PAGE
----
A duo of industrial earnings has shed a light on supply chain constraints companies are facing.
General Electric CEO Larry Culp told CNBC on Tuesday that the company had seen supply chain issues and would raise prices to offset cost pressures in materials such as electronics, resins and steel.
3M also said that during its quarter it saw strong demand but also supply chain disruptions from the pandemic and winter storms that had driven up the price of raw materials.
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Boeing's results could have a positive impact on GE stock, predicts Gina Sanchez, CEO of Chantico Global and chief market strategist at Lido Advisors.
"Boeing has actually been able to deliver planes which is an important component of future expected demand, so you can't have the demand if you don't have the supply and I think that that could be very good for GE. I think that GE could be getting beaten up for an overly pessimistic outlook," Sanchez told CNBC's "Trading Nation" on Tuesday.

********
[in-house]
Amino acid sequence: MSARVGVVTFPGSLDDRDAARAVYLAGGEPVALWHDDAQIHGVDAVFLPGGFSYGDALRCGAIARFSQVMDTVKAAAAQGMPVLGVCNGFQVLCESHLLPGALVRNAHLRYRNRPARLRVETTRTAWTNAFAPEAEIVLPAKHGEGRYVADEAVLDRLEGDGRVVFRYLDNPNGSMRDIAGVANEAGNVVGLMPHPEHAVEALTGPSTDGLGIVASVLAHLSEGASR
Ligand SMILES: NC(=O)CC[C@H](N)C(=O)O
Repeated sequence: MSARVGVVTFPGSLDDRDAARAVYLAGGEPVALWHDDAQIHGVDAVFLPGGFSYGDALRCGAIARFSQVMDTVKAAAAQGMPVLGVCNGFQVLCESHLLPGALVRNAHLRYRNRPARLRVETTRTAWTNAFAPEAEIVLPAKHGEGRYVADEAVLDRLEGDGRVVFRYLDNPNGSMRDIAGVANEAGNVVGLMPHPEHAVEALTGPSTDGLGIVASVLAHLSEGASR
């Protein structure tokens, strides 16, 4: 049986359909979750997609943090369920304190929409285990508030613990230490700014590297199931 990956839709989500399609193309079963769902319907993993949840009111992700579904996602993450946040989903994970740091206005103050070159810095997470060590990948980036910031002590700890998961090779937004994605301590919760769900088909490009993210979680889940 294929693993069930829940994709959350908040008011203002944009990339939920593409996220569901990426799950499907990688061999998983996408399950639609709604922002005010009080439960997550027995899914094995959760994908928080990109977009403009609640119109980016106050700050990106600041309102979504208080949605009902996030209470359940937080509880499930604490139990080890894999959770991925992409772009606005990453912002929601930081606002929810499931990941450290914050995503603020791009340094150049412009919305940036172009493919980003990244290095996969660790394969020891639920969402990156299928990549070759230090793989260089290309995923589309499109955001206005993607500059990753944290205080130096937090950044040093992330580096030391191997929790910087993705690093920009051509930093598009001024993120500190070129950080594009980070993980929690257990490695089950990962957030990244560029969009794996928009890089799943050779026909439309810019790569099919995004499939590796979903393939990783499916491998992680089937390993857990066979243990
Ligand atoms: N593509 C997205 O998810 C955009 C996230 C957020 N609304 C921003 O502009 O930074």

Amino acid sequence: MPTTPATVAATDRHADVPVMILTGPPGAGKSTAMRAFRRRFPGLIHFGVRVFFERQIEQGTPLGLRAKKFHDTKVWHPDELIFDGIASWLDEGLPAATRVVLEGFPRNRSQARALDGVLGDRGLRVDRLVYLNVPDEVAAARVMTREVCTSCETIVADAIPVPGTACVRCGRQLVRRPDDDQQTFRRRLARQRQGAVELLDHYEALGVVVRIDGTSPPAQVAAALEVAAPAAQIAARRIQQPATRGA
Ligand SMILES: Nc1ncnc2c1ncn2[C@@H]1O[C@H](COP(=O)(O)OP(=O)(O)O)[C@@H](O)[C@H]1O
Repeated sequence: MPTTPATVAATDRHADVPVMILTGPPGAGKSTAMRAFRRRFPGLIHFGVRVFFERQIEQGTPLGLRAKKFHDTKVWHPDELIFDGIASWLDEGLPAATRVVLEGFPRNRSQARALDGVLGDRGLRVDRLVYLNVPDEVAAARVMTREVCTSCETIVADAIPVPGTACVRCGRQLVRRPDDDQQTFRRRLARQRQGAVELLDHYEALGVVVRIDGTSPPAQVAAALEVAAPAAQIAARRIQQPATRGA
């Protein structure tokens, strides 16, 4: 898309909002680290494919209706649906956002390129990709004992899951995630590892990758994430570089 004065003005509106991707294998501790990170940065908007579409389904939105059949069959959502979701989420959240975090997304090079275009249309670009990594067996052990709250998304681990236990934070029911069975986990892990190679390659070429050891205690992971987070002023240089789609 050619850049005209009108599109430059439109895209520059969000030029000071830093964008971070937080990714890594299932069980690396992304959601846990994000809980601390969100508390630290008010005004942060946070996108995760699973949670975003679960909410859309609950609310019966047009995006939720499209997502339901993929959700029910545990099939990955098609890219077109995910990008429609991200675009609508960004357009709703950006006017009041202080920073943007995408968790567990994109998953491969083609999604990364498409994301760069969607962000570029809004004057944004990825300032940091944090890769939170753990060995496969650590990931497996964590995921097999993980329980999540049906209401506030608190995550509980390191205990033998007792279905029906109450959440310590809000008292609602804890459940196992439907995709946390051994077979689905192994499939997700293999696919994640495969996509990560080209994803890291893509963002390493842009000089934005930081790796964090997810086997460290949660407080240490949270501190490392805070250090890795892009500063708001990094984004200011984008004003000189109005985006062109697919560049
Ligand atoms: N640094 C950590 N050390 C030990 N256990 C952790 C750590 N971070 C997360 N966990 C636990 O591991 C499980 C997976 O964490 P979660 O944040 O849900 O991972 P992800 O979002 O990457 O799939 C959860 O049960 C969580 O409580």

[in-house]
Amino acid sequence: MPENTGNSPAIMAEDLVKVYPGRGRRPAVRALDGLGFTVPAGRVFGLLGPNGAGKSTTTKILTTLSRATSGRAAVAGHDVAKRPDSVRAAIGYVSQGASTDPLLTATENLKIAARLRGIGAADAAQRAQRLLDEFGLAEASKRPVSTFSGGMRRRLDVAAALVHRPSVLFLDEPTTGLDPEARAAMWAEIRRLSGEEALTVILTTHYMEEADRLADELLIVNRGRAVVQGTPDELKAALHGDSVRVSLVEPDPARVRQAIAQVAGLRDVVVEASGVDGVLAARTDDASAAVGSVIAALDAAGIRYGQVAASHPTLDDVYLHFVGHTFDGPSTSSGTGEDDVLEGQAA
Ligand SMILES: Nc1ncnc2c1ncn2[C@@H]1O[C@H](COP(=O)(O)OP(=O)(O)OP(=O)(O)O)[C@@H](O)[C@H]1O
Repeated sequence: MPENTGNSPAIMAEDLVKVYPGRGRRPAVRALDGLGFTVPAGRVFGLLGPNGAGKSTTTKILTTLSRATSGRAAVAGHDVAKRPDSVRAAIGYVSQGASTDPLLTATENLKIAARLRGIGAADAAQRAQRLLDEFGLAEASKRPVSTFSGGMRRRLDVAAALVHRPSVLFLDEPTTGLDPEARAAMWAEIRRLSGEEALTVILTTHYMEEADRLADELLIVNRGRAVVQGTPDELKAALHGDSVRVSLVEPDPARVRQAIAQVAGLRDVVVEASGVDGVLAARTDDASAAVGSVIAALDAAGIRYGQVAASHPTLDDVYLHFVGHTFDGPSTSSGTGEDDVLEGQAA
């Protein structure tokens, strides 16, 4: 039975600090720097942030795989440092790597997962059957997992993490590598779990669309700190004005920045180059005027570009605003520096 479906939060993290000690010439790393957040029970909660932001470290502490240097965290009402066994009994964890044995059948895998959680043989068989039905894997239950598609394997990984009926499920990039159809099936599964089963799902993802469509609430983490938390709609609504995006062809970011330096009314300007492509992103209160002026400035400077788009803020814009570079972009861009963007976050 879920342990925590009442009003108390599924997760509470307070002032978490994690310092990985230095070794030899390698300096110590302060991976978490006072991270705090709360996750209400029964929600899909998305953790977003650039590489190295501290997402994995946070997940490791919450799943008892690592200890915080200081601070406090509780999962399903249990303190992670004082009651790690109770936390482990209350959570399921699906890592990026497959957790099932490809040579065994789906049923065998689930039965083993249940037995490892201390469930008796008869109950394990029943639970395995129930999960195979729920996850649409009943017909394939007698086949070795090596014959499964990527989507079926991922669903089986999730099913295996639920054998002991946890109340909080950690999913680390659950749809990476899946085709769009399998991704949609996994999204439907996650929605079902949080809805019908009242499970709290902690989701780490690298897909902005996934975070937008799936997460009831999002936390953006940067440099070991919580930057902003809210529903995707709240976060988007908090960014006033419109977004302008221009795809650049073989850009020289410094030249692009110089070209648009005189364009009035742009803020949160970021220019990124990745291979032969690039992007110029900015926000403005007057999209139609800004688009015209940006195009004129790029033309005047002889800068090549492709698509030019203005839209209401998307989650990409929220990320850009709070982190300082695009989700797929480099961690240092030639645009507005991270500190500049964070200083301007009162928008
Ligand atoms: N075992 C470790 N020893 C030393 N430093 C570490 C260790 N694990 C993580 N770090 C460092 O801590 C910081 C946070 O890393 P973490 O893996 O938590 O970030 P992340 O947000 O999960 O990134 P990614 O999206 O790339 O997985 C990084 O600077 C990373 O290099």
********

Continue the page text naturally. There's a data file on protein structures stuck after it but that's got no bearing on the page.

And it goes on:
GE beat earnings estimates for its March-ended quarter but missed revenue expectations. Overall sales fell more than 12% -- its aviation unit saw revenue decline 28%.
Mark Newton, founder of Newton Advisors, said Boeing looks technically strong heading into earnings Wednesday.
"This is an interesting company here for two key reasons. One is it is actually down 13% over the last six weeks so it's a much better risk-reward and it's not overbought. And the second reason is structurally it's at really an interesting level right near $241 so it's still within an uptrend from last November," Newton said during the same interview.
While Boeing has pulled back from mid-March highs, it has risen 13% in 2021 – the S&P 500, by comparison is up 11%.
"It's a must to really be selective and understand your risk-reward at this stage of the rally, so I like Boeing," said Newton.
Newton targets $310 as a possible upside target for Boeing. The shares closed Tuesday at $242.47.